Obituaries in the News
INDIANAPOLIS (AP) _ Emil Andres, who drove in nine Indianapolis 500 races in the 1930s and ’40s, died July 20. He was 88.
Andres began his racing career at Evanston (Ill.) Motor Speedway. He drove stock cars in 1932 and sprint cars in 1933 and made his debut at Indianapolis in 1936 with an 18th-place finish. He missed the 1937 race but was 29th, 30th, 12th and 30th in the four races before the Speedway was shut down for World War II.
He returned to racing in 1946, when he recorded his best finish at Indianapolis, fourth. He drove in three more races at Indy, then retired after his final race at Milwaukee in 1950.
NASHVILLE, Tenn. (AP) _ Anita Carter, who sang and played stand-up bass with the Carter Sisters, the legendary country music act, died Thursday. She was 66.
The cause of death was not immediately known. Ms. Carter had suffered from rheumatoid arthritis for several years.
June, Anita and Helen Carter performed with the Carter Family as children, and then with Mother Maybelle & the Carter Sisters.
Anita’s soprano made her the featured singer, while June was a gifted comedienne and Helen was considered the best overall musician.
The Carter Sisters joined the Grand Ole Opry radio show in 1950, opened shows for Elvis Presley and joined the Johnny Cash show in 1961.
On her own, Anita Carter scored a No. 2 hit in 1951 with ``Down the Trail of Achin’ Hearts,″ and had hit duets with Hank Snow and Waylon Jennings. She recorded albums of folk songs in the 1960s.
BERLIN (AP) _ Werner Haftmann, a noted art historian and former director of Berlin’s National Gallery, died Wednesday. He was 87.
Haftmann was best known as the author of ``Painting of the 20th Century,″ which appeared in 1954 and remains a standard reference in art history.
He also put together the first Documenta modern art show in 1955, bringing in works by Matisse and Picasso. The show, held every four years, has become an important forum for contemporary artists.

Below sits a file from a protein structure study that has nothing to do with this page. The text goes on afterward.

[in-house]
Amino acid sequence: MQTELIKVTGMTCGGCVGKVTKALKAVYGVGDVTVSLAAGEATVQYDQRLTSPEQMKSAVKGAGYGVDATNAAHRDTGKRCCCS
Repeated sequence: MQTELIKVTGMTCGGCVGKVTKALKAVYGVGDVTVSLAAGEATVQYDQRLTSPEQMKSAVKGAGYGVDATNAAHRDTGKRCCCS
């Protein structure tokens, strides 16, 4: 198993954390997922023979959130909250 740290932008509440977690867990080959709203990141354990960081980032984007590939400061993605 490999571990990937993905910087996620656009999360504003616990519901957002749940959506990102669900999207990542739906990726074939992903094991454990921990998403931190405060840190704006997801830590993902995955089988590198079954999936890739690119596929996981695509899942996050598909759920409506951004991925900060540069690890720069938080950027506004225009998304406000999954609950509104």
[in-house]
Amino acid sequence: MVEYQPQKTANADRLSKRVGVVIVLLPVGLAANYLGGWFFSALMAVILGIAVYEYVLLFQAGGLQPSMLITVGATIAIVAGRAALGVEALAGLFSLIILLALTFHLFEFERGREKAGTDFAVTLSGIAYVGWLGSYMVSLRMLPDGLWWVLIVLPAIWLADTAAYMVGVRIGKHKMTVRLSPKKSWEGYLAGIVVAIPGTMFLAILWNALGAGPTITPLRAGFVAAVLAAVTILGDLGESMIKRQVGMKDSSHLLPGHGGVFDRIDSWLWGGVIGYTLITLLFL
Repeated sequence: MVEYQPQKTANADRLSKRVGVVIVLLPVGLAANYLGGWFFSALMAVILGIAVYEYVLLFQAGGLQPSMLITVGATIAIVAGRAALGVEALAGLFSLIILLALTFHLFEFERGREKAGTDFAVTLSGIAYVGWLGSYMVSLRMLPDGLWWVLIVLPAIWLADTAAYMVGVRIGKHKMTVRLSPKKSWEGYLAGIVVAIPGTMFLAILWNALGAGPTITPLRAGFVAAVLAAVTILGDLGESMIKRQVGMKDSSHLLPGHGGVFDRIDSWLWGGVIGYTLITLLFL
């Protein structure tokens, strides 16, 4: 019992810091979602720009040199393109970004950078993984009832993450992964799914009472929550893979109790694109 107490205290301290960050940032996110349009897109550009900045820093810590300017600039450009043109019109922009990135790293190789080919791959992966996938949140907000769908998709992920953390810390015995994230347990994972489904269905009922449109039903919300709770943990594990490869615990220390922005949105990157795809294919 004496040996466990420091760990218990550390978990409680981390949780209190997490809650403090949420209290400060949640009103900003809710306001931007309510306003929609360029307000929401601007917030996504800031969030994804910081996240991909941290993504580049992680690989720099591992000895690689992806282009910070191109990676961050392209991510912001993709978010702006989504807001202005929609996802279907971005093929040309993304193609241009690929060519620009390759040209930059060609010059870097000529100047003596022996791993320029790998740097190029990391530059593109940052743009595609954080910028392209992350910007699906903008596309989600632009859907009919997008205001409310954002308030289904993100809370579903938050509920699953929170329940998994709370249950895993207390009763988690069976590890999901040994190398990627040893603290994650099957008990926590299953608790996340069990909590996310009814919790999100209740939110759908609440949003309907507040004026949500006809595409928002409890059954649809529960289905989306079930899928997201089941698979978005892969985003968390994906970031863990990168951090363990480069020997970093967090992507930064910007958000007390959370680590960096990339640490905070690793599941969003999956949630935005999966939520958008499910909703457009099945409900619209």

He also was credited with raising the international profile of Berlin’s National Gallery during his 1967-74 term as director.
Raymond C. Kennedy
HUDSON, N.Y. (AP) _ Raymond C. Kennedy, the former publisher of the Hudson Register-Star and a local business and civic leader, died Thursday. He was 70.
In 1952, Kennedy returned from military service and became publisher of the Register-Star, which his family owned and operated.
He held that position until 1985, when he sold the newspaper to the Park Newspaper Group. The newspaper is now owned by the Johnson Newspaper Group.
Kennedy purchased the Chatham Courier in nearby Chatham in 1968, and served as chairman until he sold it in 1985.
In 1969 and 1970, Kennedy served as the youngest president of the New York State Publishers Association. He also served two separate terms as president of the New York State Associated Dailies, in 1973 and 1985.
For many years, he served on the Government Relations Committee of the American Newspaper Publishers Association.
PITTSBURGH (AP) _ Clark Race, a disc jockey for radio station KDKA who accompanied the Beatles to Pittsburgh, died Tuesday of a heart attack. He was 66.
Race played Top 40 records at KDKA from 1959 to 1970 and later operated a bed-and-breakfast inn northwest of Pittsburgh.
He hosted the ``Saturday Dance Party,″ a show like ``American Bandstand,″ on KDKA-TV. He and a listener flew into Pittsburgh with John Lennon, Paul McCartney, George Harrison and Ringo Starr as part of a promotion before the Beatles’ 1964 concert there.
Race is survived by his wife, Dianne.
H. Smith Richardson Jr.
GREENSBORO, N.C. (AP) _ H. Smith Richardson Jr., a former chairman of cold and beauty company Richardson-Vicks Inc., died Tuesday. He was 79.
The maker of Oil of Olay beauty cream, Clearasil acne medicine and Vicks and Nyquil cold remedies grew under his leadership from a company that had $75 million in revenue in 1957 to one with $1.2 billion in 1985.
Richardson retired as chairman in May 1985. Procter & Gamble Co. bought Richardson-Vicks several months later for $1.2 billion.
Until his death, Richardson remained chairman of the Smith Richardson Foundation, created by his father. He also served as chairman of the Greensboro-based Center for Creative Leadership from 1972 to 1994. The nonprofit center trains business and government leaders from around the world.